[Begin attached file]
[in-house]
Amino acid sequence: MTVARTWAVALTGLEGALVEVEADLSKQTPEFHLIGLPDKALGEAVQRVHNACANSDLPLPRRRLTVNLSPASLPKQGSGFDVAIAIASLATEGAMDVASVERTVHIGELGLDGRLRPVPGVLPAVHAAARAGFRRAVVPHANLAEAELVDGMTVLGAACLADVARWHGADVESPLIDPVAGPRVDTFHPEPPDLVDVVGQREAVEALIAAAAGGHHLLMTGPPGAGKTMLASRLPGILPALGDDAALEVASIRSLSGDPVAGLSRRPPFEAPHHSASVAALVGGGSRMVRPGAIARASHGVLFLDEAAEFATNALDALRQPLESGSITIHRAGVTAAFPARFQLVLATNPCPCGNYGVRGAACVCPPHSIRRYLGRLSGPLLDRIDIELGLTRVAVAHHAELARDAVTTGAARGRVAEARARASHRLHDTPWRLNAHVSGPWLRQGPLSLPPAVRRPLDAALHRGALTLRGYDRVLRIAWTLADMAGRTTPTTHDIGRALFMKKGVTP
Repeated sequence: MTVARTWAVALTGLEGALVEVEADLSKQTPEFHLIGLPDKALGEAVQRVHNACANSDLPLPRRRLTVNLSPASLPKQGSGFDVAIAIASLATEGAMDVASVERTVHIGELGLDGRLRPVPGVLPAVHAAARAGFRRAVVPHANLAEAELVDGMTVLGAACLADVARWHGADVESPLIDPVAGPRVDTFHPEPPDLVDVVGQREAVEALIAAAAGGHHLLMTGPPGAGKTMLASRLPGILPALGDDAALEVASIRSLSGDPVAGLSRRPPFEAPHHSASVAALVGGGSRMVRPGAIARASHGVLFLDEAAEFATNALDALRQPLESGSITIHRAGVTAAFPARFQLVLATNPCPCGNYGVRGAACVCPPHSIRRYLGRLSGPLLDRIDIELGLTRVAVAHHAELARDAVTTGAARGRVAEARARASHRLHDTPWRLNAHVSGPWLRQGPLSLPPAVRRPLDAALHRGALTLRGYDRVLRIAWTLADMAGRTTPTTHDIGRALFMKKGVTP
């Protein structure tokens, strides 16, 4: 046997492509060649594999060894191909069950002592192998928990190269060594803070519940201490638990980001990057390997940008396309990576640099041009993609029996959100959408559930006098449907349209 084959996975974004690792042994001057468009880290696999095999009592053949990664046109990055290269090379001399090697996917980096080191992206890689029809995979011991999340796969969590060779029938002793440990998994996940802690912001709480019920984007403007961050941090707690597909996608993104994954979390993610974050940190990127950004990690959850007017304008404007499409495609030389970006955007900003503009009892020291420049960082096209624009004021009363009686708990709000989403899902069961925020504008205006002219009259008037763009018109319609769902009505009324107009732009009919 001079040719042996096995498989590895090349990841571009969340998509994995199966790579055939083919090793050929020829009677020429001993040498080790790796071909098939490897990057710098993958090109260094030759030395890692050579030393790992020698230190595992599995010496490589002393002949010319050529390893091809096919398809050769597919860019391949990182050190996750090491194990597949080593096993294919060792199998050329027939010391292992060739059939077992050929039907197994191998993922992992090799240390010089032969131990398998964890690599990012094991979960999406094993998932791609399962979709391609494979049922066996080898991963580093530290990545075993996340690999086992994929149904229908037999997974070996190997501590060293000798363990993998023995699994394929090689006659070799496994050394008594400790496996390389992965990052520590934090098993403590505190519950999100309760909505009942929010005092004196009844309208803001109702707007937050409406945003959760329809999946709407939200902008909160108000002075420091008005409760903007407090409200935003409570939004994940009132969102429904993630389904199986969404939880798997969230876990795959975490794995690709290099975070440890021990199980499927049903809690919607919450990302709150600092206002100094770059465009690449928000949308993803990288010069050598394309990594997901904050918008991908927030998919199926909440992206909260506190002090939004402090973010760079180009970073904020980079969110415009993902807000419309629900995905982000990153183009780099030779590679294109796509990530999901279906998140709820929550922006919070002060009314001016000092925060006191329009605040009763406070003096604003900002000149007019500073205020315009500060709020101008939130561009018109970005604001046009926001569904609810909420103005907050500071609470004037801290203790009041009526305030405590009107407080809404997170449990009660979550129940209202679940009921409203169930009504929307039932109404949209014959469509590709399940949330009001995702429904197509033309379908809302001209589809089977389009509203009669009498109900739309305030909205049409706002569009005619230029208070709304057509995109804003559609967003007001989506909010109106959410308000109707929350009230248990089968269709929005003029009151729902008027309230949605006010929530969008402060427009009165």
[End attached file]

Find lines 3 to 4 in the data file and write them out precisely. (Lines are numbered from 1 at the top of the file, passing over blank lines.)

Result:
Repeated sequence: MTVARTWAVALTGLEGALVEVEADLSKQTPEFHLIGLPDKALGEAVQRVHNACANSDLPLPRRRLTVNLSPASLPKQGSGFDVAIAIASLATEGAMDVASVERTVHIGELGLDGRLRPVPGVLPAVHAAARAGFRRAVVPHANLAEAELVDGMTVLGAACLADVARWHGADVESPLIDPVAGPRVDTFHPEPPDLVDVVGQREAVEALIAAAAGGHHLLMTGPPGAGKTMLASRLPGILPALGDDAALEVASIRSLSGDPVAGLSRRPPFEAPHHSASVAALVGGGSRMVRPGAIARASHGVLFLDEAAEFATNALDALRQPLESGSITIHRAGVTAAFPARFQLVLATNPCPCGNYGVRGAACVCPPHSIRRYLGRLSGPLLDRIDIELGLTRVAVAHHAELARDAVTTGAARGRVAEARARASHRLHDTPWRLNAHVSGPWLRQGPLSLPPAVRRPLDAALHRGALTLRGYDRVLRIAWTLADMAGRTTPTTHDIGRALFMKKGVTP
């Protein structure tokens, strides 16, 4: 046997492509060649594999060894191909069950002592192998928990190269060594803070519940201490638990980001990057390997940008396309990576640099041009993609029996959100959408559930006098449907349209 084959996975974004690792042994001057468009880290696999095999009592053949990664046109990055290269090379001399090697996917980096080191992206890689029809995979011991999340796969969590060779029938002793440990998994996940802690912001709480019920984007403007961050941090707690597909996608993104994954979390993610974050940190990127950004990690959850007017304008404007499409495609030389970006955007900003503009009892020291420049960082096209624009004021009363009686708990709000989403899902069961925020504008205006002219009259008037763009018109319609769902009505009324107009732009009919 001079040719042996096995498989590895090349990841571009969340998509994995199966790579055939083919090793050929020829009677020429001993040498080790790796071909098939490897990057710098993958090109260094030759030395890692050579030393790992020698230190595992599995010496490589002393002949010319050529390893091809096919398809050769597919860019391949990182050190996750090491194990597949080593096993294919060792199998050329027939010391292992060739059939077992050929039907197994191998993922992992090799240390010089032969131990398998964890690599990012094991979960999406094993998932791609399962979709391609494979049922066996080898991963580093530290990545075993996340690999086992994929149904229908037999997974070996190997501590060293000798363990993998023995699994394929090689006659070799496994050394008594400790496996390389992965990052520590934090098993403590505190519950999100309760909505009942929010005092004196009844309208803001109702707007937050409406945003959760329809999946709407939200902008909160108000002075420091008005409760903007407090409200935003409570939004994940009132969102429904993630389904199986969404939880798997969230876990795959975490794995690709290099975070440890021990199980499927049903809690919607919450990302709150600092206002100094770059465009690449928000949308993803990288010069050598394309990594997901904050918008991908927030998919199926909440992206909260506190002090939004402090973010760079180009970073904020980079969110415009993902807000419309629900995905982000990153183009780099030779590679294109796509990530999901279906998140709820929550922006919070002060009314001016000092925060006191329009605040009763406070003096604003900002000149007019500073205020315009500060709020101008939130561009018109970005604001046009926001569904609810909420103005907050500071609470004037801290203790009041009526305030405590009107407080809404997170449990009660979550129940209202679940009921409203169930009504929307039932109404949209014959469509590709399940949330009001995702429904197509033309379908809302001209589809089977389009509203009669009498109900739309305030909205049409706002569009005619230029208070709304057509995109804003559609967003007001989506909010109106959410308000109707929350009230248990089968269709929005003029009151729902008027309230949605006010929530969008402060427009009165």